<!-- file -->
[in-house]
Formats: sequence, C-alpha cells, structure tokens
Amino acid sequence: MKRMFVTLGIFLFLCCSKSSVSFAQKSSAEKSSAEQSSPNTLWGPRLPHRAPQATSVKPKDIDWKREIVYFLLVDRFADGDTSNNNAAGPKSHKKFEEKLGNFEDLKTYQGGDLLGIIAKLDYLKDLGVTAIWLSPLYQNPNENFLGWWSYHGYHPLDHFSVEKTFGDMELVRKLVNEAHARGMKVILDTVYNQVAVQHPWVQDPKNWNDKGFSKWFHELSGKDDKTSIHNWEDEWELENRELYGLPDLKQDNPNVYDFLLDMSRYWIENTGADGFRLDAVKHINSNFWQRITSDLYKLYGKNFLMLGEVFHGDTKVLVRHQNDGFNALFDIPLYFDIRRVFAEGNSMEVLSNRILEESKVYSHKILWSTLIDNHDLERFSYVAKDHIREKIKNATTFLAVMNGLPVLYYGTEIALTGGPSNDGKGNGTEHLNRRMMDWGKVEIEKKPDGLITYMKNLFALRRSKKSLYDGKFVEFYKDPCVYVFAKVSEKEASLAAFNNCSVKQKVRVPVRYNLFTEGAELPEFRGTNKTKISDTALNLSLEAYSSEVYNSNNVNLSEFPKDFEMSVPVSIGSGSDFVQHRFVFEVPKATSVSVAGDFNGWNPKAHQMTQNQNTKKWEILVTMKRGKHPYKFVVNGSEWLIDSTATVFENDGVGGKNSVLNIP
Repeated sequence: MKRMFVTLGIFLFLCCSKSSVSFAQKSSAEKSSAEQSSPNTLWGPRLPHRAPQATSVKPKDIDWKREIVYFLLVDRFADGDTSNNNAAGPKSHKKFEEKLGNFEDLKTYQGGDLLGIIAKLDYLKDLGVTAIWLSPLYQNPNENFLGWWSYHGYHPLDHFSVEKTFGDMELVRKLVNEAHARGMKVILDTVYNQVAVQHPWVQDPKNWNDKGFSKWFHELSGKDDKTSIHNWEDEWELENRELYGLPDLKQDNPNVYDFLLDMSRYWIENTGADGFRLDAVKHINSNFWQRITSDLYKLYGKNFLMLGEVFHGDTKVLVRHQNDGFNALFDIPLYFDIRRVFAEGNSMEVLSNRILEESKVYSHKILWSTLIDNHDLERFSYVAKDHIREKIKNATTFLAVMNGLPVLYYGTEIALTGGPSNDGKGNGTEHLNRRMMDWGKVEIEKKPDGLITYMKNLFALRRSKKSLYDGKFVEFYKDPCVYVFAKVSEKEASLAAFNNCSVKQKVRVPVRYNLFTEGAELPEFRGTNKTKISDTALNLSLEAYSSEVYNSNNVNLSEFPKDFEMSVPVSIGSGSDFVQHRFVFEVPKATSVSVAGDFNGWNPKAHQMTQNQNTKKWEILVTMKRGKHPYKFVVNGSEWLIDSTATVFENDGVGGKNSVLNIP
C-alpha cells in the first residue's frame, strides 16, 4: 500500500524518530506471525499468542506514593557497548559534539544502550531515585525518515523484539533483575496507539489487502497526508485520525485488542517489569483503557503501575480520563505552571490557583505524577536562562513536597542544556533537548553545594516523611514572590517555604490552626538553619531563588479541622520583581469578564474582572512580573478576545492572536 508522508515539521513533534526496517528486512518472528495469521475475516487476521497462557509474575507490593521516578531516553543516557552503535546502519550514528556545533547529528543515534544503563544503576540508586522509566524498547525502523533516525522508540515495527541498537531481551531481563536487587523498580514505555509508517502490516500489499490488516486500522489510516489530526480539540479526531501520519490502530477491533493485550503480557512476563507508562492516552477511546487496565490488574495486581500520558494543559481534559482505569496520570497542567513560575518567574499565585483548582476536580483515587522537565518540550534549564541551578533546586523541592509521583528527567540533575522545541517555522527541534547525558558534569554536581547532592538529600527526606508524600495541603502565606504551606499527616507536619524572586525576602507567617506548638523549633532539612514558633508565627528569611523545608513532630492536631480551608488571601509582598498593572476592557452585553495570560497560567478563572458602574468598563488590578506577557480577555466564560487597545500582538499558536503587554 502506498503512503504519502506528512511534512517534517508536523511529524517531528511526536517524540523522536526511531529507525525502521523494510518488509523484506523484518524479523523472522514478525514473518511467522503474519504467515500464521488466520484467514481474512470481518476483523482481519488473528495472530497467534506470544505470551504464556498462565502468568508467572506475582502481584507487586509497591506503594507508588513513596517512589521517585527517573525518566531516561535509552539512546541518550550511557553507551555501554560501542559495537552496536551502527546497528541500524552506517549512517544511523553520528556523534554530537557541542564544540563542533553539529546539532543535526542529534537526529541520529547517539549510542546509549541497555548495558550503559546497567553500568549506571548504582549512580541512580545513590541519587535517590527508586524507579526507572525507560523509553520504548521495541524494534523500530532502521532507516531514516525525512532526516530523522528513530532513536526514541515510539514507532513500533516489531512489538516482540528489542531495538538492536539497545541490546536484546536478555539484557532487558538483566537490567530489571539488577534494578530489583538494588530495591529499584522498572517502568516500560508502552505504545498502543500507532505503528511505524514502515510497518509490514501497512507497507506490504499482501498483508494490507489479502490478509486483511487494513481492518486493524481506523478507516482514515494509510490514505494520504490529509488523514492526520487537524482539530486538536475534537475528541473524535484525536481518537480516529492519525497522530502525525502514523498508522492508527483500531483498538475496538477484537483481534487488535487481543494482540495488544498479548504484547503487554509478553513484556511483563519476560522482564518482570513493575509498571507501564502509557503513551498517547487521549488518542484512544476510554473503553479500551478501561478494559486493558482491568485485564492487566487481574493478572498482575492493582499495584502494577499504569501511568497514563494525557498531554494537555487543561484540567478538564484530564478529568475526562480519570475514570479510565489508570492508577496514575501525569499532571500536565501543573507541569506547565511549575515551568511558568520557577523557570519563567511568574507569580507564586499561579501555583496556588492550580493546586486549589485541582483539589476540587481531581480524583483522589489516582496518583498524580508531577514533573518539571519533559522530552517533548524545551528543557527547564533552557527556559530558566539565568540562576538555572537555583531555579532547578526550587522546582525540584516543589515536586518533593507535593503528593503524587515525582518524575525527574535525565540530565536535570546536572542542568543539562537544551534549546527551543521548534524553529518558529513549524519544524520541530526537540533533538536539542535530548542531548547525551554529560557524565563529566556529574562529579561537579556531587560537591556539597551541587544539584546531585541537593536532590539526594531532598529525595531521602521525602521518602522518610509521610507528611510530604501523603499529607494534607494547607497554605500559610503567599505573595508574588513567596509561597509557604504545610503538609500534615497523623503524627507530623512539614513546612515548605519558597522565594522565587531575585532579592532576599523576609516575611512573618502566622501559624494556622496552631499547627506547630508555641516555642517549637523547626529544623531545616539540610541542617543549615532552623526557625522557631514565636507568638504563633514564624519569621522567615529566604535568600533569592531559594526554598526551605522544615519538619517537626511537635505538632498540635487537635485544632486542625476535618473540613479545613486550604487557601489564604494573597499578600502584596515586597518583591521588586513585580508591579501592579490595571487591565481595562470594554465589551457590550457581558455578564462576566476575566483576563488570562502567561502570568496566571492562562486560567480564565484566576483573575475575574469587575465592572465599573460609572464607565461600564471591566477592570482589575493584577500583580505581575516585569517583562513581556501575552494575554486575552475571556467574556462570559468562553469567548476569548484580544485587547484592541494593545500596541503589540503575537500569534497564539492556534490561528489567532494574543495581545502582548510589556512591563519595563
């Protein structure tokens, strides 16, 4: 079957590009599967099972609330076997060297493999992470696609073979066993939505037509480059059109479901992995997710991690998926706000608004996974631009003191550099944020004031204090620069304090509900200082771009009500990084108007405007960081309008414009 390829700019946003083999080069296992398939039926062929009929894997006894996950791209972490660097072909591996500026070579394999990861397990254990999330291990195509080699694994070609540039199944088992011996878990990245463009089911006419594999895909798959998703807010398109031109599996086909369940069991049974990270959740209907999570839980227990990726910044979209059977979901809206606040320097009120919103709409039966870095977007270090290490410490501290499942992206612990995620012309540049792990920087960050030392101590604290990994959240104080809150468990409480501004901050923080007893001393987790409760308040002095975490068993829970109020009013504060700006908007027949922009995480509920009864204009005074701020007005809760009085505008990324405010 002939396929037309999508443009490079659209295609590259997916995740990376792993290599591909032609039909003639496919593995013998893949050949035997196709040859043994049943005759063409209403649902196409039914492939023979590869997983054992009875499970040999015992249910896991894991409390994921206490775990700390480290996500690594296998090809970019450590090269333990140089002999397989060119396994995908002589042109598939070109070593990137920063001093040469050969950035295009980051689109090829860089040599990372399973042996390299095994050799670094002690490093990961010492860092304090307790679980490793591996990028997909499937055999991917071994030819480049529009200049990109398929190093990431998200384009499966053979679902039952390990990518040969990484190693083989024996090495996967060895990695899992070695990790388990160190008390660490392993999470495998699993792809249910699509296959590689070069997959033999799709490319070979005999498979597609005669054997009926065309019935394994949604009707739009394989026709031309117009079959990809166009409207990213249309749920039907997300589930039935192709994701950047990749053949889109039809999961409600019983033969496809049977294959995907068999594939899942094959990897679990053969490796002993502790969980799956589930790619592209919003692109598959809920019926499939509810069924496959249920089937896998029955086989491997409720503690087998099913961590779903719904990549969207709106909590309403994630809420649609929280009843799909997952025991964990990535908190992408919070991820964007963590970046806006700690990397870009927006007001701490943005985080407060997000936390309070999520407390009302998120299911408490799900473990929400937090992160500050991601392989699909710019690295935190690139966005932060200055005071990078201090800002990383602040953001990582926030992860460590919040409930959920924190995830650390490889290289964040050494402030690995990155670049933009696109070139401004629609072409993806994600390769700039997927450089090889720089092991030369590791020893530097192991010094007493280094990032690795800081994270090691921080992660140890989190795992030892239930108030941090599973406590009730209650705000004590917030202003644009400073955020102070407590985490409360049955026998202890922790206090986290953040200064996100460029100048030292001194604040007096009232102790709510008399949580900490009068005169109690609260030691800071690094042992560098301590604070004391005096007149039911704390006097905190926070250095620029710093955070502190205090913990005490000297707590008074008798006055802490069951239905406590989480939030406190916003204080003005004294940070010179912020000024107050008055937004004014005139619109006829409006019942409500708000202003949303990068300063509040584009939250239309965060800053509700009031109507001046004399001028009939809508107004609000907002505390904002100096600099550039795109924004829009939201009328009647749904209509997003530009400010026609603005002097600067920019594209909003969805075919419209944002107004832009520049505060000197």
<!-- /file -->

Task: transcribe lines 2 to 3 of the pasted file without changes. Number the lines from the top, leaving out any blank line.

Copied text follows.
Formats: sequence, C-alpha cells, structure tokens
Amino acid sequence: MKRMFVTLGIFLFLCCSKSSVSFAQKSSAEKSSAEQSSPNTLWGPRLPHRAPQATSVKPKDIDWKREIVYFLLVDRFADGDTSNNNAAGPKSHKKFEEKLGNFEDLKTYQGGDLLGIIAKLDYLKDLGVTAIWLSPLYQNPNENFLGWWSYHGYHPLDHFSVEKTFGDMELVRKLVNEAHARGMKVILDTVYNQVAVQHPWVQDPKNWNDKGFSKWFHELSGKDDKTSIHNWEDEWELENRELYGLPDLKQDNPNVYDFLLDMSRYWIENTGADGFRLDAVKHINSNFWQRITSDLYKLYGKNFLMLGEVFHGDTKVLVRHQNDGFNALFDIPLYFDIRRVFAEGNSMEVLSNRILEESKVYSHKILWSTLIDNHDLERFSYVAKDHIREKIKNATTFLAVMNGLPVLYYGTEIALTGGPSNDGKGNGTEHLNRRMMDWGKVEIEKKPDGLITYMKNLFALRRSKKSLYDGKFVEFYKDPCVYVFAKVSEKEASLAAFNNCSVKQKVRVPVRYNLFTEGAELPEFRGTNKTKISDTALNLSLEAYSSEVYNSNNVNLSEFPKDFEMSVPVSIGSGSDFVQHRFVFEVPKATSVSVAGDFNGWNPKAHQMTQNQNTKKWEILVTMKRGKHPYKFVVNGSEWLIDSTATVFENDGVGGKNSVLNIP